1. Scientific Vision, and Rationale and Specific Objectives: Describe a vision and rationale for the Center that includes examples of scientific themes and compelling questions where available data can support innovative center-scale synthesis, and the anticipated impact on molecular and cellular biosciences. This section is expected also to discuss the theoretical frameworks, data-intensive approaches and infrastructure that will be developed to meet the Center’s core vision and specific objectives. Examples of data to be targeted for analysis and synthesis can be discussed in this section and elsewhere in the proposal as appropriate.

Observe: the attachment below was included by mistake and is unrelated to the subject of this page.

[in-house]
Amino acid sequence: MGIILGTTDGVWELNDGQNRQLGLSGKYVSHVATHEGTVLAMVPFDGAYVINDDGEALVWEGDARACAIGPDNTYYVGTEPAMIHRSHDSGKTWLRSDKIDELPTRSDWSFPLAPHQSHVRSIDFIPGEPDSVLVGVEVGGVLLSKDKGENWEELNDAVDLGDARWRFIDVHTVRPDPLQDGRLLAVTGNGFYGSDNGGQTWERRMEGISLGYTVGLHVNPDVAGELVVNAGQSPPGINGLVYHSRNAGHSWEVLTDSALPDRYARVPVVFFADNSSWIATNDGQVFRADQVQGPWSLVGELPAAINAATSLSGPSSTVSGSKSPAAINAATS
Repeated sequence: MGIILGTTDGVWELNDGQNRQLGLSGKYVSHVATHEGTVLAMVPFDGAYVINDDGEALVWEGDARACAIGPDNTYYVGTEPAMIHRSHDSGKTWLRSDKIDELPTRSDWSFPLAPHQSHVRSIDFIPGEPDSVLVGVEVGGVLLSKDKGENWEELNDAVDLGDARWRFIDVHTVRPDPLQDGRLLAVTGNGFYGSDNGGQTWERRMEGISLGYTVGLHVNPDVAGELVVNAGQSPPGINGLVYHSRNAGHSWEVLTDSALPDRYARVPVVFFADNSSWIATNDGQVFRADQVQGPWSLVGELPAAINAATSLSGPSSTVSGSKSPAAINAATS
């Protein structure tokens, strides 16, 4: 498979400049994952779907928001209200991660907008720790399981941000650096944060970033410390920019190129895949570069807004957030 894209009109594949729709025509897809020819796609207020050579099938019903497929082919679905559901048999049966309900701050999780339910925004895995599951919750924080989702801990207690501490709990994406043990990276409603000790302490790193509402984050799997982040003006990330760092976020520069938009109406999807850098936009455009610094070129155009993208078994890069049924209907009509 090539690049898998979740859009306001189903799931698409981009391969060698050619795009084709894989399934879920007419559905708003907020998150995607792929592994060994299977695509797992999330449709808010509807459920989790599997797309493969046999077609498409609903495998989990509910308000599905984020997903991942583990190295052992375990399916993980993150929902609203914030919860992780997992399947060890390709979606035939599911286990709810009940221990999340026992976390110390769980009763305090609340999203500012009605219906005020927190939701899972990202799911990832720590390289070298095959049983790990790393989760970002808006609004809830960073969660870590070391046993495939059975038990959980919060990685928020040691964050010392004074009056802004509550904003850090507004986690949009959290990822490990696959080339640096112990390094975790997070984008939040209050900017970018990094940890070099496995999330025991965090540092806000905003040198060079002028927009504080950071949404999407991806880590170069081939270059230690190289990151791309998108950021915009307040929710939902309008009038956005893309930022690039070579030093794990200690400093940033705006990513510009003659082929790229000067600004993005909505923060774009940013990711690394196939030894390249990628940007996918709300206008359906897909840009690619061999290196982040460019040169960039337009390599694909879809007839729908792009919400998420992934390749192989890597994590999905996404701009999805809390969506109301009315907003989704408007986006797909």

2. Center Design: Describe the overall design of the Center and its activities that includes creating the infrastructure and opportunities to engage a broad scientific community in the utilization and synthesis of open biological data to create new knowledge in molecular and cellular sciences. Describe the Center’s activities in sufficient detail to allow evaluation of their merits. Describe the team science approaches to be enabled by the Center, including the range and modes of research community engagement. Explain the recruiting criteria and participation mechanisms for any visiting and fixed-term personnel or collaborating institutions. Include information on how researchers from diverse backgrounds and institutions will be fully integrated in all the activities (e.g., Minority Serving Institutions, Primarily Undergraduate Institutions).